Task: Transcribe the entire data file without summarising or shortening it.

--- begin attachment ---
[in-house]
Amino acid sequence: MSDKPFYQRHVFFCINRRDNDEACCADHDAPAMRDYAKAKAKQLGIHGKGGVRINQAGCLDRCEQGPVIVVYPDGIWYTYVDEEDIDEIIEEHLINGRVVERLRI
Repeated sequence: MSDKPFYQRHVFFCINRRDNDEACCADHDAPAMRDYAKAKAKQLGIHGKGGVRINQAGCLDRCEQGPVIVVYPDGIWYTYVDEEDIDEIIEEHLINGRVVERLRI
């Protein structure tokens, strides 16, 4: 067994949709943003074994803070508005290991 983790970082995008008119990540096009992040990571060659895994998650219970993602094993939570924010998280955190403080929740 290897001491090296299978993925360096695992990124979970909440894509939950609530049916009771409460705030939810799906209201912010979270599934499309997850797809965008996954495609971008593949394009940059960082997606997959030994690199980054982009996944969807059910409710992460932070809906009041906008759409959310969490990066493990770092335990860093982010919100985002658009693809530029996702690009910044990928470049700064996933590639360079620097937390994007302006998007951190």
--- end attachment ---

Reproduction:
[in-house]
Amino acid sequence: MSDKPFYQRHVFFCINRRDNDEACCADHDAPAMRDYAKAKAKQLGIHGKGGVRINQAGCLDRCEQGPVIVVYPDGIWYTYVDEEDIDEIIEEHLINGRVVERLRI
Repeated sequence: MSDKPFYQRHVFFCINRRDNDEACCADHDAPAMRDYAKAKAKQLGIHGKGGVRINQAGCLDRCEQGPVIVVYPDGIWYTYVDEEDIDEIIEEHLINGRVVERLRI
């Protein structure tokens, strides 16, 4: 067994949709943003074994803070508005290991 983790970082995008008119990540096009992040990571060659895994998650219970993602094993939570924010998280955190403080929740 290897001491090296299978993925360096695992990124979970909440894509939950609530049916009771409460705030939810799906209201912010979270599934499309997850797809965008996954495609971008593949394009940059960082997606997959030994690199980054982009996944969807059910409710992460932070809906009041906008759409959310969490990066493990770092335990860093982010919100985002658009693809530029996702690009910044990928470049700064996933590639360079620097937390994007302006998007951190």